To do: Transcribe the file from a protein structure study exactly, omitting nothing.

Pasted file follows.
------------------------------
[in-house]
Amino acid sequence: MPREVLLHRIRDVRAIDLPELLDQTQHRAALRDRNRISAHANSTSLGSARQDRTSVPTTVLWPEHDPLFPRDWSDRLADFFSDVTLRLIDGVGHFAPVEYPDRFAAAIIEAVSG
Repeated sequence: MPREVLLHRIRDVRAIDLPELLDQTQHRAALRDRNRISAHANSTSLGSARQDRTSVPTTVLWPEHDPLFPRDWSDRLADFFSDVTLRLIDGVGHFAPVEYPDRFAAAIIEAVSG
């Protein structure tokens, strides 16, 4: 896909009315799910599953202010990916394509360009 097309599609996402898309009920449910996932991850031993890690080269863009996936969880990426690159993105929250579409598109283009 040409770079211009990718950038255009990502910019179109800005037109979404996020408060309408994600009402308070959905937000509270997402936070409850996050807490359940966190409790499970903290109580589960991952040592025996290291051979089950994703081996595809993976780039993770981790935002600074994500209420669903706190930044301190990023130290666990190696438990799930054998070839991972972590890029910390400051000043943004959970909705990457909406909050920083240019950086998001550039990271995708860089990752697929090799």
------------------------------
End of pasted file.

[in-house]
Amino acid sequence: MPREVLLHRIRDVRAIDLPELLDQTQHRAALRDRNRISAHANSTSLGSARQDRTSVPTTVLWPEHDPLFPRDWSDRLADFFSDVTLRLIDGVGHFAPVEYPDRFAAAIIEAVSG
Repeated sequence: MPREVLLHRIRDVRAIDLPELLDQTQHRAALRDRNRISAHANSTSLGSARQDRTSVPTTVLWPEHDPLFPRDWSDRLADFFSDVTLRLIDGVGHFAPVEYPDRFAAAIIEAVSG
């Protein structure tokens, strides 16, 4: 896909009315799910599953202010990916394509360009 097309599609996402898309009920449910996932991850031993890690080269863009996936969880990426690159993105929250579409598109283009 040409770079211009990718950038255009990502910019179109800005037109979404996020408060309408994600009402308070959905937000509270997402936070409850996050807490359940966190409790499970903290109580589960991952040592025996290291051979089950994703081996595809993976780039993770981790935002600074994500209420669903706190930044301190990023130290666990190696438990799930054998070839991972972590890029910390400051000043943004959970909705990457909406909050920083240019950086998001550039990271995708860089990752697929090799």